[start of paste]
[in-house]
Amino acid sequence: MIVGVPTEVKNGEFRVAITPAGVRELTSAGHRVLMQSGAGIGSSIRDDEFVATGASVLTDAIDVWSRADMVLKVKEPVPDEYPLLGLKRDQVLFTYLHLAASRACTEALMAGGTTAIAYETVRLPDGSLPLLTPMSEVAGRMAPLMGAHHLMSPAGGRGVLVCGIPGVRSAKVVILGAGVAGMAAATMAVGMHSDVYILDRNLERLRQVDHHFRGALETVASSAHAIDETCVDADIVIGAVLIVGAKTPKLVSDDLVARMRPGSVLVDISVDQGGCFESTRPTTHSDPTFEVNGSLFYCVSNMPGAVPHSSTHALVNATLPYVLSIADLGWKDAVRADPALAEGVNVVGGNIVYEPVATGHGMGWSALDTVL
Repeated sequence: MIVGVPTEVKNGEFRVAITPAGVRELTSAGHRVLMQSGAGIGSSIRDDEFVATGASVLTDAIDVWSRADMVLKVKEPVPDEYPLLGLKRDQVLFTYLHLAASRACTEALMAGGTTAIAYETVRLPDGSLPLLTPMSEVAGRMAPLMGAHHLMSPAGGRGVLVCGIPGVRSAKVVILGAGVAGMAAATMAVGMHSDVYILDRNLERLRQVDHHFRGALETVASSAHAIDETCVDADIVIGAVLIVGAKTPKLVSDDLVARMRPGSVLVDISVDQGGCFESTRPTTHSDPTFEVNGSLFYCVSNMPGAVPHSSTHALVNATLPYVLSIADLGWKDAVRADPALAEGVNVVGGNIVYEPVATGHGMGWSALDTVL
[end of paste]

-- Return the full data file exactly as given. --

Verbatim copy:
[in-house]
Amino acid sequence: MIVGVPTEVKNGEFRVAITPAGVRELTSAGHRVLMQSGAGIGSSIRDDEFVATGASVLTDAIDVWSRADMVLKVKEPVPDEYPLLGLKRDQVLFTYLHLAASRACTEALMAGGTTAIAYETVRLPDGSLPLLTPMSEVAGRMAPLMGAHHLMSPAGGRGVLVCGIPGVRSAKVVILGAGVAGMAAATMAVGMHSDVYILDRNLERLRQVDHHFRGALETVASSAHAIDETCVDADIVIGAVLIVGAKTPKLVSDDLVARMRPGSVLVDISVDQGGCFESTRPTTHSDPTFEVNGSLFYCVSNMPGAVPHSSTHALVNATLPYVLSIADLGWKDAVRADPALAEGVNVVGGNIVYEPVATGHGMGWSALDTVL
Repeated sequence: MIVGVPTEVKNGEFRVAITPAGVRELTSAGHRVLMQSGAGIGSSIRDDEFVATGASVLTDAIDVWSRADMVLKVKEPVPDEYPLLGLKRDQVLFTYLHLAASRACTEALMAGGTTAIAYETVRLPDGSLPLLTPMSEVAGRMAPLMGAHHLMSPAGGRGVLVCGIPGVRSAKVVILGAGVAGMAAATMAVGMHSDVYILDRNLERLRQVDHHFRGALETVASSAHAIDETCVDADIVIGAVLIVGAKTPKLVSDDLVARMRPGSVLVDISVDQGGCFESTRPTTHSDPTFEVNGSLFYCVSNMPGAVPHSSTHALVNATLPYVLSIADLGWKDAVRADPALAEGVNVVGGNIVYEPVATGHGMGWSALDTVL